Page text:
In 2017, the U.S. suburban office sector sparkles. And as with most facets of commercial real estate, timing has been everything. This recovery saw the spotlight shine first on central business district (CBD) office markets, and now, the suburban-office sector is well-aligned to future demographic trends and an evolving market performance that can potentially bring more upside to investors as this cycle perseveres.
CBD office pricing looks moderately ahead of suburban office, but that’s not necessarily a bad thing for suburban-office investors. It means suburban-office investors might just enjoy a better return for a longer period of time. As of March 2017, national CBD office caps returned in the high-5% range, says commercial real estate services firm Marcus & Millichap, while suburban-office cap rates stand in the low-7% range. During this recovery (denoted as following the 2008 peak), CBD-office yields fell around 240 basis points, but suburban-office yields saw a 150-basis-point decline.
Suburban office vacancy has dropped roughly 250 basis points during this recovery, according to Marcus & Millichap, hitting 15% in the first quarter of 2017. Consider this in light of the fact that approximately 64% of households currently live in the suburbs, and that figure should increase as millennials journey onward to household formation. And although average suburban-office asking rent since 2008’s peak has grown 7%, this figure is still just one-half the average rent asked for urban office space. Lower land costs and increased demand mean companies and investors alike are choosing to relocate to the suburbs to develop the “live-work-play” environment much favored by office workers this cycle.
“In an effort to recruit and retain these employees, suburban tenants have been scouring the market for quality available space in locations near retail and transportation options. Subsequently, suburban office construction has heightened during the last two years but remains far below the completions recorded during the previous cyclical peak. Minimal completions and steady absorption signal the potential for further vacancy improvement,” Marcus & Millichap researchers write.
No more clearly do these trends present themselves than in Tempe, Arizona, and Plano, Texas. In these projects, office-using employees enjoy amenities that don’t make them feel like automatons.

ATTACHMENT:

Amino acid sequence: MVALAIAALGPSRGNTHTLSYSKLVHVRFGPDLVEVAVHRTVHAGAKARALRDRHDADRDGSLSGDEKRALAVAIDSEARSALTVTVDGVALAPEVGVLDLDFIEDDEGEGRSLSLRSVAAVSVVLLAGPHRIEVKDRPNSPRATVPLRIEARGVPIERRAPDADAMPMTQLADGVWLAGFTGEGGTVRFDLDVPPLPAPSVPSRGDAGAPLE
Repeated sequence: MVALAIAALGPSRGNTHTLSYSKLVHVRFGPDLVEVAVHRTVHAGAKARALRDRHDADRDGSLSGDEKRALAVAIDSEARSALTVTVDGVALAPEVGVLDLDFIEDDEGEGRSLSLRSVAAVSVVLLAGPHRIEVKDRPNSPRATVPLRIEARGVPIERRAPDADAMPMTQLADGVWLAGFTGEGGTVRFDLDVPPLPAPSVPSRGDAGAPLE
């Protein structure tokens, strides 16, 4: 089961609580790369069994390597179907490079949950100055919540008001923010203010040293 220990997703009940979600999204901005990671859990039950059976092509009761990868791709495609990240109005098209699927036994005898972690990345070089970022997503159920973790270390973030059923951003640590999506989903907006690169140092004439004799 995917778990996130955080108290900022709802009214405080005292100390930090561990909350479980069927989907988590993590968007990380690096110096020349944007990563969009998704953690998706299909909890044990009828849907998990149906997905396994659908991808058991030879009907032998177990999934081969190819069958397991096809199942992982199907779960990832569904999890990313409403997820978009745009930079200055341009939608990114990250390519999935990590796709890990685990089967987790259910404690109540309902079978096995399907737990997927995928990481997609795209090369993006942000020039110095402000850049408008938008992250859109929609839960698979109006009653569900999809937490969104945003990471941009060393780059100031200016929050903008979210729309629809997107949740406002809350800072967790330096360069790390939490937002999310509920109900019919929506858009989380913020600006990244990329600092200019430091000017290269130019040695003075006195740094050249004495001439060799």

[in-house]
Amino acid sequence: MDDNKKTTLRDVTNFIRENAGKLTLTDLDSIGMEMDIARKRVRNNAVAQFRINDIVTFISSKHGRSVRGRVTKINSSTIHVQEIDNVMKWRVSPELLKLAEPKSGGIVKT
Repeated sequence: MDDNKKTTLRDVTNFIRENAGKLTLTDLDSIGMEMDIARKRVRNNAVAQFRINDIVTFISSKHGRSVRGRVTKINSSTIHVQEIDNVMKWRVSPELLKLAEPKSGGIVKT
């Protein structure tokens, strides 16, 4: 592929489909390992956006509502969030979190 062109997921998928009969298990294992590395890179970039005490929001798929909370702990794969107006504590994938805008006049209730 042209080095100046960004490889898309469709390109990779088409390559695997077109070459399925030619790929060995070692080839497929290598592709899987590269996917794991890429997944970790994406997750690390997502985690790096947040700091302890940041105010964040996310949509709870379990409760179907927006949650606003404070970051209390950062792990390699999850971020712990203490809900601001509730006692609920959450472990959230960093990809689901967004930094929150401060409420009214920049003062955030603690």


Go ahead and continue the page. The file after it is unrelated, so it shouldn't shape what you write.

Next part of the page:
Alliance Data, Frito-Lay, J.C. Penney, Pizza Hut and Toyota are among the tenants to set up shop in the Plano office campus, situated about 40 minutes outside of Dallas. (See my write-up on the J.C. Penney Plano redevelopment for National Real Estate Investor.) Of Toyota’s Plano-based North America headquarters, Marcus & Millichap writes that, “All departments are internally connected and collaborative areas comprise roughly half the workspace. Employees can choose to have standing desks, some on treadmills, and large community tables. The campus also has a wide range of amenities including various dining options, a jogging track, a rock-climbing wall and a two-story gym.”
And in Tempe, companies such as Freescale Semiconductor, Honeywell and State Farm count themselves as office tenants. Residential towers pepper the city — all located nearby local shops, restaurants and events, such as the Sunday-morning shopping, art and brunch pop-up Sixth Street Market. Transportation always a deciding factor, there’s light-rail with access to downtown Phoenix and Phoenix Sky Harbor International Airport.
State Farm’s Tempe office campus, for instance, includes an on-site doctor’s office, break rooms mimicking wine bars and coffee houses, standing desk options and a weekly music festival event called Beyond the Bricks, taking place every Thursday.
The Federal Reserve, in its mission this year of modestly raising rates, must scrutinize current and resultant economic fundamentals… nonetheless how those apply to office real estate.
According to Marcus & Millichap, unemployment is at its lowest since 2007, and “yield on the 10-year U.S. Treasury bond remained in the low- to mid-2 percent range throughout the second quarter of 2017.”
Generally speaking, higher business confidence levels this year may push along rates of hiring. But it’s a delicate tightrope walk, that of juggling job creation, wage growth, and inflation — especially as the Fed embarks on what it’s deemed the “normalization” of its balance sheet.
Debt capital, however, remains hungry to invest, and underwriting remains disciplined, with Marcus & Millichap defining loan-to-value in the 60-to-75% range. As widely reported, deal volume has slowed… but should financial regulations loosen, additional lending capacity for commercial deals could follow.
This sector performance highlight was crafted using data from Marcus & Millichap’s special report, “Suburban Office Challenging CBD,” recently released for midyear 2017.